Victor Ibarra tells his story outside City Hall
Victor Ibarra tells his story outside City Hall
Screenshot/Facebook/CW39

Man Claims Harris County Deputy Asked for Immigration Status, Threatened to Call ICE

Last week, something ironic happened to Victor Ibarra as he was driving to City Hall to protest SB 4: He says he became a victim of exactly what SB 4 is intended to do.

Ibarra got into a minor traffic accident on Veterans Memorial Drive on his way to the demonstration on Tuesday, the day before Houston City Council voted to join the lawsuit against the anti-immigrant law. When Harris County Sheriff's Office deputies arrived, Ibarra says one asked him for his driver's license, but all Ibarra had was his Mexican passport and matrícula consular, an ID card provided by the Mexican government.

Then, Ibarra says, the deputy asked him about his immigration status — the power that SB 4 gives all cops to use while detaining someone for any reason. Problem is, that's not supposed to go into effect until September.

"The officer said, 'Are you legal or illegal in the United States?'" Ibarra recalled during a press conference at City Hall. "I said, 'I don't want to answer that question. I'd rather my lawyer answer that question for me.' He kept asking, 'Are you illegal or not? If you don't answer, I'm gonna have to call ICE.'"

Ibarra continued to refuse to answer the question.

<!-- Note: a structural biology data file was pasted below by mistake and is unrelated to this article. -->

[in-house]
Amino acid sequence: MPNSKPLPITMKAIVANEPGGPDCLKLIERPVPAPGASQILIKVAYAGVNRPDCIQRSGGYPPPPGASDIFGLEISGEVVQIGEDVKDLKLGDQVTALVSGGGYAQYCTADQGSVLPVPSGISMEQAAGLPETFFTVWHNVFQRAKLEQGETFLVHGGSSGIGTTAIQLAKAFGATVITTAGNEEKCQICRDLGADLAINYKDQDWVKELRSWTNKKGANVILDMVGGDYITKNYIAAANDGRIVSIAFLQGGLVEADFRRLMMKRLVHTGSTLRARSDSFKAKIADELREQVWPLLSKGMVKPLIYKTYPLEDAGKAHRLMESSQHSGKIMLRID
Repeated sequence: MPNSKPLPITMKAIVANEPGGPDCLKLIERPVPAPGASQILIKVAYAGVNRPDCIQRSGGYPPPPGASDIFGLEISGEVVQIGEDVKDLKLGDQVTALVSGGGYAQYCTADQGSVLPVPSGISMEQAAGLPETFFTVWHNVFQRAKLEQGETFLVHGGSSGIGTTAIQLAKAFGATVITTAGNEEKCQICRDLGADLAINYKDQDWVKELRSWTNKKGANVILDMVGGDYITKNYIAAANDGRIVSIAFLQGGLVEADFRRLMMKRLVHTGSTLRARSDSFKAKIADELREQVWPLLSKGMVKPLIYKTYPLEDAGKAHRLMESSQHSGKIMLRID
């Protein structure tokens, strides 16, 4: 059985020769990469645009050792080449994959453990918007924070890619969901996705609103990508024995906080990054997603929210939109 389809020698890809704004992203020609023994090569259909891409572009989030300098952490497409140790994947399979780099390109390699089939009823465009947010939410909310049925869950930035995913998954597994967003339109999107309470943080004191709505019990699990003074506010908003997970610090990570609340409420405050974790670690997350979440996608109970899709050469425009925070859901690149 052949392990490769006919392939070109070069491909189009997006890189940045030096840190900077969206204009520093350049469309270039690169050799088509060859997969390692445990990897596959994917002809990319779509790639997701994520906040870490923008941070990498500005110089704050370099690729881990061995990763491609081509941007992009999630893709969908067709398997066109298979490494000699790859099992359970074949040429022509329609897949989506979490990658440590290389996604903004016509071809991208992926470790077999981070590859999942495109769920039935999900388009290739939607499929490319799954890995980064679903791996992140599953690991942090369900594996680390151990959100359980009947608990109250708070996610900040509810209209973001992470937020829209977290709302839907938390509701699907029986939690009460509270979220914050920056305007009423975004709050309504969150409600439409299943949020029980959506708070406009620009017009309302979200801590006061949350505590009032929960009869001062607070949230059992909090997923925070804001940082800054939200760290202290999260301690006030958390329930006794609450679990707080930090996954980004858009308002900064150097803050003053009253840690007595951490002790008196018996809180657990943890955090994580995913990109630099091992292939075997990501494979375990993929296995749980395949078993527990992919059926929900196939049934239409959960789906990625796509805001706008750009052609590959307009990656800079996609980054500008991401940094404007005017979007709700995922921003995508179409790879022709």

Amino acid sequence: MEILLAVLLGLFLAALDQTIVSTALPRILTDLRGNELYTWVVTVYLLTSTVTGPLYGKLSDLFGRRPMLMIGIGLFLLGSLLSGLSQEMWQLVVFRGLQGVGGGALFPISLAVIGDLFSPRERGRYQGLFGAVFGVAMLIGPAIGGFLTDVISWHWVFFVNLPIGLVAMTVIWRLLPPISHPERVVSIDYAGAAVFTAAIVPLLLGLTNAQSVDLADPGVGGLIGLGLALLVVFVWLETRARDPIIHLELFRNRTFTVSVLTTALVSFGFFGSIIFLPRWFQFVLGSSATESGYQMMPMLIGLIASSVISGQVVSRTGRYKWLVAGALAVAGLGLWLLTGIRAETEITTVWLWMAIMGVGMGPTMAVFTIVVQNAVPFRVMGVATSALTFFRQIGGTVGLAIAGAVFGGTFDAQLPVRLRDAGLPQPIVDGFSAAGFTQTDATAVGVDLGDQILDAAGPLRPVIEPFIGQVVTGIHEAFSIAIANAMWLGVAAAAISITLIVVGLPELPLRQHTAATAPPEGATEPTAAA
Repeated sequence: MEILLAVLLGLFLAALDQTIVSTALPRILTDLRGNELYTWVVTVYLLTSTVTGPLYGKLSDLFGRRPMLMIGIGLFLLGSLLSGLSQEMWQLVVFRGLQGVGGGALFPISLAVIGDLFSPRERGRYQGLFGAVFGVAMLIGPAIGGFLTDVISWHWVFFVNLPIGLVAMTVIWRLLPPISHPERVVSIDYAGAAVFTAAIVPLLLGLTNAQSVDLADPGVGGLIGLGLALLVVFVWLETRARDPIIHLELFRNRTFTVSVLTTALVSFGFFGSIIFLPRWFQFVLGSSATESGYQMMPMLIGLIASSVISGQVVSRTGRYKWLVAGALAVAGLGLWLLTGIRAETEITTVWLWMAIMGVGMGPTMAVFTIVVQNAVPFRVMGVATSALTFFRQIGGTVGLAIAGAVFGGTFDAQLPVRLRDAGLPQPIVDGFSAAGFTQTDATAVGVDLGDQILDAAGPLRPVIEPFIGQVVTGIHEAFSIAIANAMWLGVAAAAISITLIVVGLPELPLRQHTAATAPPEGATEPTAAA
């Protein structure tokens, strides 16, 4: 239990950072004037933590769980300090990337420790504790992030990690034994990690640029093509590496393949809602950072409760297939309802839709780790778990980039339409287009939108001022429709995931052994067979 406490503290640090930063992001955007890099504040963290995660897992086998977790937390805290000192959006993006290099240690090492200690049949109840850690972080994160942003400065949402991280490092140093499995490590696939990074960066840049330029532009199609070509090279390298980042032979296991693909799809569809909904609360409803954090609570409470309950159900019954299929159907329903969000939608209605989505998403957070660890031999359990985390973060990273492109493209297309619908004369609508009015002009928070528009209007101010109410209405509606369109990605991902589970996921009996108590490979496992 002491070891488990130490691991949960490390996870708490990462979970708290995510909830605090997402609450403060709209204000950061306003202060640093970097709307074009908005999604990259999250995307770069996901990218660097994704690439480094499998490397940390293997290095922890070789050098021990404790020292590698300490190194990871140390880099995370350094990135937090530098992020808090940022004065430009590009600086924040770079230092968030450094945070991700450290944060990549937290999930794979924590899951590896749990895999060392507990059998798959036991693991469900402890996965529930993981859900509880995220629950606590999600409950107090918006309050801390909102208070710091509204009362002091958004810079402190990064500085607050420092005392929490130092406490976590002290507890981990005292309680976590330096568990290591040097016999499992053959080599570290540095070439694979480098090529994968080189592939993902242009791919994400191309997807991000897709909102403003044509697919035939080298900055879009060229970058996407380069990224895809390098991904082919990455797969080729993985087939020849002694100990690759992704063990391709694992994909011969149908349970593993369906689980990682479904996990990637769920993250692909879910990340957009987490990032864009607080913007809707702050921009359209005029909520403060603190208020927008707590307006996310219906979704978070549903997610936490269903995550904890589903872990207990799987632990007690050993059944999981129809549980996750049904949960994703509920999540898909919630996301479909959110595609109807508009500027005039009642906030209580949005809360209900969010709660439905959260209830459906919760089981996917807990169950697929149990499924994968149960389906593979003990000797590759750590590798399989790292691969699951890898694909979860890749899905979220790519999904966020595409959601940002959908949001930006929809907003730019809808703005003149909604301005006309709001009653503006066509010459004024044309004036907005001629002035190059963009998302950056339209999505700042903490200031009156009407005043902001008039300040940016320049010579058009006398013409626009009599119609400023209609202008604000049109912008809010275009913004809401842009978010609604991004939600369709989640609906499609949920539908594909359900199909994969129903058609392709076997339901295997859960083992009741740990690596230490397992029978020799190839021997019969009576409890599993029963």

"It happened so fast," Ibarra said. "I was nervous. I was scared. But I was calm. I was trying to answer all the questions, but I know my rights."

The Harris County Sheriff's Office has since opened an Internal Affairs investigation into Ibarra's allegations, which will "include a thorough review of all actions taken" by the deputies at the site of the collision, spokesman Tom Gilliland said in a statement.

Asked whether current HCSO policy prohibits deputies from asking people about their immigration status on the street, spokesman Jason Spencer said the sheriff's office doesn't have a policy about this; it does have one that prohibits racial profiling, he said. But back in February, Sheriff Ed Gonzalez told the Houston Press in an interview about immigration policy, "We don't delve into someone's immigration status at the field level. It's post-arrest. It's when somebody has been arrested for a crime." (ICE has access to this information once inmates are in the jail and can place immigration detainers on people suspected of being in the country illegally.)

Asked whether this statement was not reflective of a policy, Spencer responded, "It's not a written policy because it hasn't been an issue, at least not until the legislature made it one."  

Dr. David Smith of the Houston Socialist Movement, which organized the press conference, told reporters:  "When incidents like this — minor traffic accidents — turn into a pretext for questioning people about their legal status, that's a problem, and threatening to call ICE on him, that's a problem too. And all of this is before Senate Bill 4 goes into effect on September 1. This is what undocumented immigrants and immigrants in the process of normalizing their legal status go through every day, every week, every month, and it's really outrageous."

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